By: Amber Leventry
My four year old daughter has been talking about Halloween since Labor Day. She likes the spooky decorations, the heinous inflatable lawn characters, and the candy—I can’t argue about the candy. As an extension of her excitement, my two year old twin boys are starting to get excited about the holiday too. They are too young to really understand the concept of Halloween, but they like the orange lights we strung over a doorway in the house. They also enjoy using their plastic, candy-collecting pumpkins as toy holders and hiders.
Eva is going to wear her Elsa dress (again) this year, but with the added flare of a unicorn horn and tail. Your guess is as good as mine. Her brother, Ryan, also wants to be Elsa, and our other son, Ben, is terrified of most people in costume and refuses to wear one himself. Last year we put an Elmo suit on him, and he hated it. This year, Ben may be trick-or-treating as Ben.
I would love to get our kids into matching costumes that fit a theme or into costumes of characters from a cartoon or television show; the photo ops are just too good. Three Blind Mice, Alvin and the Chipmunks, or rock, paper, and scissors. Even Mary, Joseph, and baby Jesus would make for a fun night out on the suburban town. But my kids are just too headstrong to be persuaded into such nonsense. To them Halloween is just another day to be exactly who they are, wearing exactly what they want as they march door to door to collect candy.
To me and my partner, Amy, Halloween marks the beginning of our lives together. In the fall of 1997 I was a freshman at Pennsylvania State University. When I was not at class or sleeping through class, I sat at my dorm room desk and played pinball or solitaire on my computer. I sat and faced the wall that held the door to my room, my back to my weird roommate who was usually topless, and my face to any other possibility.
It was October, and I had not made any friends. I ate dinner with the girls across the hall, but new friendships are laced with so many unwritten rules, and I thought hiding my sexuality was one of them. I was out to a few friends from home, but still very much in the closet. As excited as I was to live a new life exploring the real me, I was too nervous and scared to show all of myself to the people I hoped would become my friends. I didn’t know how to be myself, and by knowing I was gay, I felt like I was being dishonest to everyone I met. Among 50,000 students, I was lonely.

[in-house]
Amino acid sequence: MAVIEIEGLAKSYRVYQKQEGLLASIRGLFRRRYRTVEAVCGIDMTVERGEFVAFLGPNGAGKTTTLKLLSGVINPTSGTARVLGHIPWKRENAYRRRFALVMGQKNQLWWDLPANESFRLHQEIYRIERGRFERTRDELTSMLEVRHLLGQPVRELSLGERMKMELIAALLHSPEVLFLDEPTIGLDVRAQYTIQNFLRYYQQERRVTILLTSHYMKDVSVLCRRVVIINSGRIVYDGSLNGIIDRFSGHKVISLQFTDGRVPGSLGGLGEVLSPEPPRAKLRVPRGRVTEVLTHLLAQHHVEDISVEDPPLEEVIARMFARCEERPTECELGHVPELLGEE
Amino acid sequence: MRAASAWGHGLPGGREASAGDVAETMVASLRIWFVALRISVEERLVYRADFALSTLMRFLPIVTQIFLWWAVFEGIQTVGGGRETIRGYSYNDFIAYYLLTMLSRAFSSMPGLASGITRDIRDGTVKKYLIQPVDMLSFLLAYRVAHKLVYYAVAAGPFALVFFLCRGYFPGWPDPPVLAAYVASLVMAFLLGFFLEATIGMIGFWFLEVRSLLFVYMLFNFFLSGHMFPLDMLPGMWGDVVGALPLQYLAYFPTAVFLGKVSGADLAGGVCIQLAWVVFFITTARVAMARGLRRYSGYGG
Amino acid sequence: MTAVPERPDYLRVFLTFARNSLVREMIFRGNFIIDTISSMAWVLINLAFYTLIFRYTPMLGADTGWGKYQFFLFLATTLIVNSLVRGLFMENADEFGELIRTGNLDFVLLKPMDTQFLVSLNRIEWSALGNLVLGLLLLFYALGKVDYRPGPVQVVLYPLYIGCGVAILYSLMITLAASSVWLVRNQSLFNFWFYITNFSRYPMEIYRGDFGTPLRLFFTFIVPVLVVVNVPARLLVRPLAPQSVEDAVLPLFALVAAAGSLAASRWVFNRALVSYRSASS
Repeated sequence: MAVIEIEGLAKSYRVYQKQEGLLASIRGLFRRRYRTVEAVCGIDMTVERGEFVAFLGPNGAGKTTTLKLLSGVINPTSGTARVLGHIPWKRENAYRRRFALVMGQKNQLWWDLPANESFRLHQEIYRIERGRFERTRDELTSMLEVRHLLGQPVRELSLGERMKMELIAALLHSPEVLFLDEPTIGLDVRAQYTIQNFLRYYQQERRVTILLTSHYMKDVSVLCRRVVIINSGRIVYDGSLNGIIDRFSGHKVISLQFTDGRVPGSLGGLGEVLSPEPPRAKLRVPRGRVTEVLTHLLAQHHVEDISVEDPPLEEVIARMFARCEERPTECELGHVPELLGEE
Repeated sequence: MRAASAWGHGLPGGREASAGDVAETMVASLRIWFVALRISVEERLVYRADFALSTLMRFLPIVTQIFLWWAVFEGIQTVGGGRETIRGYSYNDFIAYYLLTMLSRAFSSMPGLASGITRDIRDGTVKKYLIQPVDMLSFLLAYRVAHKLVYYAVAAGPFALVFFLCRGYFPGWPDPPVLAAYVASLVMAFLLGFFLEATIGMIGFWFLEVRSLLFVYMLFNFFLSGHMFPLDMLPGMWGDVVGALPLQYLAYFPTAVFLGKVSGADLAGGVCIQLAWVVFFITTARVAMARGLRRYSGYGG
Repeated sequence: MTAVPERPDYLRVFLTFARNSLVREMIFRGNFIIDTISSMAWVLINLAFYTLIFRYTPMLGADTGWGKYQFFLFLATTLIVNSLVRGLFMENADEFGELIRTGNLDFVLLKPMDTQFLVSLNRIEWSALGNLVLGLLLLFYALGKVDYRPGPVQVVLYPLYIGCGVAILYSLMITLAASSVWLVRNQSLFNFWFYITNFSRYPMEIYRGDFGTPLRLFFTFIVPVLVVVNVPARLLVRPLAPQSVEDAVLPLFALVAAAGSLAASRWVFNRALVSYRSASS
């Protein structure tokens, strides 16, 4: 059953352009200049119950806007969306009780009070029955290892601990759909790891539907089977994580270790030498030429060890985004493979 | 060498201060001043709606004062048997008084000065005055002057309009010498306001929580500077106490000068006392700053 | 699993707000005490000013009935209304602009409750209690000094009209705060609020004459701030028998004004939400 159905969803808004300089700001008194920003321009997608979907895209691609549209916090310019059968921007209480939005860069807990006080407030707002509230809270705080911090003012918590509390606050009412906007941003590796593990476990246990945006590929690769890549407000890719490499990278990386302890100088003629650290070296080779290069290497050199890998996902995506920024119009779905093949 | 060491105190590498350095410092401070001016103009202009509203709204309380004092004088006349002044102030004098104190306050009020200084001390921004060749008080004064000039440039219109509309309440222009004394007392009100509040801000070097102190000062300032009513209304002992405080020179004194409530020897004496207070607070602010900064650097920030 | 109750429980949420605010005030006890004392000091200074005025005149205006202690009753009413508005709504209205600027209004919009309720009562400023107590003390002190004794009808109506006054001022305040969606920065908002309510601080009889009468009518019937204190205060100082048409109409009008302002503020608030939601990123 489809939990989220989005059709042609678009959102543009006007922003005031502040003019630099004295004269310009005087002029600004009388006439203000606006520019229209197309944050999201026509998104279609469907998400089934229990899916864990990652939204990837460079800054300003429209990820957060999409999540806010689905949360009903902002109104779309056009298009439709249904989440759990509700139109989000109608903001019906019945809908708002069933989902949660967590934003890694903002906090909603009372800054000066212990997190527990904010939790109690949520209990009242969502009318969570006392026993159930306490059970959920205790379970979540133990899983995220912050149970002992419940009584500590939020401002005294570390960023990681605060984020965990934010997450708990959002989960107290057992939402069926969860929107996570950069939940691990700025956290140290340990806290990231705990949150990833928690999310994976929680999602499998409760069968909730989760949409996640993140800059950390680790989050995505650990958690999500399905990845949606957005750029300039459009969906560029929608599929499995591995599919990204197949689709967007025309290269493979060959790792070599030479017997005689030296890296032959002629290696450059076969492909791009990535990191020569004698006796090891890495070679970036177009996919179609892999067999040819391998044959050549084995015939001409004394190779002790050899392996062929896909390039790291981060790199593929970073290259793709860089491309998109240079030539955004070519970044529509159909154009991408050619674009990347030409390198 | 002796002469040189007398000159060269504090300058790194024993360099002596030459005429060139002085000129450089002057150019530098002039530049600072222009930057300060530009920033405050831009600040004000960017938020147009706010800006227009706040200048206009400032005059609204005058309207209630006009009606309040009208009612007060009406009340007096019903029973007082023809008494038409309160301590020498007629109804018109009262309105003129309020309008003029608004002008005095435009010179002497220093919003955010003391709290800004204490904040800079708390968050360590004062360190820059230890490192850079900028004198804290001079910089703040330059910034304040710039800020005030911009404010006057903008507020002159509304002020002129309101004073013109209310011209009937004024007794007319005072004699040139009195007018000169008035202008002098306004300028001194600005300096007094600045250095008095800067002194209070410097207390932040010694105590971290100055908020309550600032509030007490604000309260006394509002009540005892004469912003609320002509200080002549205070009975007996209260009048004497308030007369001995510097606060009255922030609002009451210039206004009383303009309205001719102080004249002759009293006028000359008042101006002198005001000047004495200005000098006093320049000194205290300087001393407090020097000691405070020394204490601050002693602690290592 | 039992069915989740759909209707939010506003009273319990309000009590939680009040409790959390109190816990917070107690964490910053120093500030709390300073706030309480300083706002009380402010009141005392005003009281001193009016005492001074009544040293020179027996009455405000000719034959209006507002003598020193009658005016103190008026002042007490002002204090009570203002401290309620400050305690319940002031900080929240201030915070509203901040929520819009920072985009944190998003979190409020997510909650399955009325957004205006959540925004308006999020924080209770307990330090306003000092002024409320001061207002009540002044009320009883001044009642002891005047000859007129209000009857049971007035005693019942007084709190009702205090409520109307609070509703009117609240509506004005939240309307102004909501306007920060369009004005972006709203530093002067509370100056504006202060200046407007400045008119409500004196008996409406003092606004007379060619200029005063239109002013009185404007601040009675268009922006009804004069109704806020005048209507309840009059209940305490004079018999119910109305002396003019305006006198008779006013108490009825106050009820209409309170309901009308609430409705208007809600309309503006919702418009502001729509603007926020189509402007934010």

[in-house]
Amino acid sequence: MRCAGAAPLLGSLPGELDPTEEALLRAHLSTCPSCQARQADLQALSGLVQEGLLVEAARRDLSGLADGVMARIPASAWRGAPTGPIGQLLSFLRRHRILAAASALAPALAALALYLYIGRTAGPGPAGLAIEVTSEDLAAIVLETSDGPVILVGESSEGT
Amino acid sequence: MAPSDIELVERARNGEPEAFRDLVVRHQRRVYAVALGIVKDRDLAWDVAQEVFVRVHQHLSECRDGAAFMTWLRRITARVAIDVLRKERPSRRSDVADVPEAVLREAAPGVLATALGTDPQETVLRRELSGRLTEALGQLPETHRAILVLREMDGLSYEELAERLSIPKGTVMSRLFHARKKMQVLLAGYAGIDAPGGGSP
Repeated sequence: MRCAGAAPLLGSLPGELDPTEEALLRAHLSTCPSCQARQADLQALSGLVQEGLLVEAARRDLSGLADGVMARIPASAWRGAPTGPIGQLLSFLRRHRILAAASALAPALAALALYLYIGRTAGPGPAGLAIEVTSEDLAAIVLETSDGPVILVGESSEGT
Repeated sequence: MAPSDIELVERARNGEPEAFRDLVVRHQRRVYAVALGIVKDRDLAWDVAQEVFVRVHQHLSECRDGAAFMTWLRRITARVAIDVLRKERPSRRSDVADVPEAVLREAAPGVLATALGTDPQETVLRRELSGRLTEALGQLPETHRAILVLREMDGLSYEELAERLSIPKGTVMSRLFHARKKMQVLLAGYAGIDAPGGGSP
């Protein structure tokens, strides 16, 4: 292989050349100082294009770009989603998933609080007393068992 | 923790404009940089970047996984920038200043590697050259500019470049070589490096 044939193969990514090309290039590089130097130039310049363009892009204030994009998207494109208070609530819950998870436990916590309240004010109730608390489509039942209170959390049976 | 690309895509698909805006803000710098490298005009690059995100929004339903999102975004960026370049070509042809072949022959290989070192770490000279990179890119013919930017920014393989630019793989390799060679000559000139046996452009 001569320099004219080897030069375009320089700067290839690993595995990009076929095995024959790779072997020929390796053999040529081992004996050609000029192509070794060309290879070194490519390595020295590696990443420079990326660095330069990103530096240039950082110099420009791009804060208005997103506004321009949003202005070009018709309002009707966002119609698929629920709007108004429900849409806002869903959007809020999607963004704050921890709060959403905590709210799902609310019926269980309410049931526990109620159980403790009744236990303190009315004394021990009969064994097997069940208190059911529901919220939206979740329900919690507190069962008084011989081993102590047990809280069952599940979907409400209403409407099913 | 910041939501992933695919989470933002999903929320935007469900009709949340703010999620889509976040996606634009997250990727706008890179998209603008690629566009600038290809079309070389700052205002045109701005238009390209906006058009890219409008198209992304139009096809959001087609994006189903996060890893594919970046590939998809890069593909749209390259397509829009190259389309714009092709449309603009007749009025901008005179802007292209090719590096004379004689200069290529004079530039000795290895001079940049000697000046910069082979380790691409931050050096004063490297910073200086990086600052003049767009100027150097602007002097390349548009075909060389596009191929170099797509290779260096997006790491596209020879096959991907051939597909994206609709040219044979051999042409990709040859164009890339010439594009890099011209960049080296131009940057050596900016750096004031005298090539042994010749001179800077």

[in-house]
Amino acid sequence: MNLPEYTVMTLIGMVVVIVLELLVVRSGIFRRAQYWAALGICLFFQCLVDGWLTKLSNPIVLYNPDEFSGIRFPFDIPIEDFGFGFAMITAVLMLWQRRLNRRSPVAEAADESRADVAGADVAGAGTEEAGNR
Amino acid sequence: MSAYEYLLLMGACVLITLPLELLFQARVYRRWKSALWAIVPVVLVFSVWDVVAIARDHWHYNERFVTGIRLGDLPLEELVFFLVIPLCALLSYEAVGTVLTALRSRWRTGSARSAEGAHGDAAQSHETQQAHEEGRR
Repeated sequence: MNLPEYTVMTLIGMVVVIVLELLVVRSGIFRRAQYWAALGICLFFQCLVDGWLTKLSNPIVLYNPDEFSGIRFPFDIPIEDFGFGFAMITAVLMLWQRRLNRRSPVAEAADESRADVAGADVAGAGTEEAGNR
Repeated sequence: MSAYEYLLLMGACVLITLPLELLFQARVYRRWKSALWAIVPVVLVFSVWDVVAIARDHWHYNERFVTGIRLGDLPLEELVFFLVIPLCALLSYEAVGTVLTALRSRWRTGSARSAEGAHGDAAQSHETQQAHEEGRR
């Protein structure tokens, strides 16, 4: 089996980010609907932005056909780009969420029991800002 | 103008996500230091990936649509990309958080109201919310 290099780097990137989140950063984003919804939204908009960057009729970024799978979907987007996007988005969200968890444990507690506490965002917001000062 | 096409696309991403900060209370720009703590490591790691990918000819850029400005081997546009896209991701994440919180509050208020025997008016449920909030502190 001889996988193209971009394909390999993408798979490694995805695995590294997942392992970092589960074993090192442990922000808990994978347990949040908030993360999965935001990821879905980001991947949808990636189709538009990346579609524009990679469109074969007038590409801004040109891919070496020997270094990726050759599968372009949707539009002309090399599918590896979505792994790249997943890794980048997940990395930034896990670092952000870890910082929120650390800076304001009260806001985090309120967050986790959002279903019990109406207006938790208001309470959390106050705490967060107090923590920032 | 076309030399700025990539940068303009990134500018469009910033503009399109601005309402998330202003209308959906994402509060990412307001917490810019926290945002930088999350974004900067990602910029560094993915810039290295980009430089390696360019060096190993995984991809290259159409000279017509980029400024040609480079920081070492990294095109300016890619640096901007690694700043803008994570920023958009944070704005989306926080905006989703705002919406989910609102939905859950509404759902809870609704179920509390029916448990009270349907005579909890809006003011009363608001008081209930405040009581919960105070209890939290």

Then I met Amy. She lived a few doors down the hall and was inviting people to join her and her friends for trick-or-treating. When Halloween arrived, Amy and her three friends were dressed as different colored M&Ms; I was dressed in a full, head to toe, furry Chewbacca costume. I was a walking accident waiting to happen. Dogs growled and barked at me, and my vision was severely impaired by the mask that was too big for me. Steps, curbs and anything in my peripheral line of sight was a hazard, so all of my movements became jerky and exaggerated as I tried to move my head to a place where I could catch a glimpse of anything not right in front of me.
Add the naturally slow tempo of my stride to this first impression of the woman I would eventually marry, and you can envision three M&Ms and one lagging Chewbacca. Amy, dressed as a green M&M, dropped back to walk with me. I was surprised by her kindness and her willingness to leave her friends to stay with me. I was surprised that I made her laugh so much, and her warmth overwhelmed me. The disguise of a costume seemed to uncover who I really was and I relaxed. Unexpectedly, a bond formed, and I was comfortable and happy for the first time in months.
Later that evening we went our separate ways, to separate parties. I went with my neighbor to a party across campus at an upperclassman’s apartment; I sat with strangers, drank Zima—oh, Zima—and couldn’t stop thinking about Amy and her easy smile. The events of the night bridged into the next morning and into the rest of my life.
The next day, Amy and I had the night all future couples have. The one where you stay up all night learning how much you have in common while yearning to know every detail about the other person. Months passed before our relationship became anything else. It would be several more months before we talked about what our relationship had become, but Halloween night started it all. 18 years later we can still remember how scary and exciting those feelings of new love were, hidden under fear and uncovered with a Halloween mask.
Halloween in our house is a reminder to throw on your best costume (or not, Ben) and go confidently into the world as whatever you want to be. It’s okay to use a mask or the guise of someone else to bring out the real you. Your authenticity will shine through, and the people who matter will see how amazing you are. My kids have not been shamed or pressured to fit any labels, and I am not about to dictate what they should be on Halloween. My only request is that they be their unicorn horn wearing, gender bending, and nonconforming selves. And Reese’s Cups. I also request chocolate covered peanut butter.
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Originally published on The Seattle Lesbian
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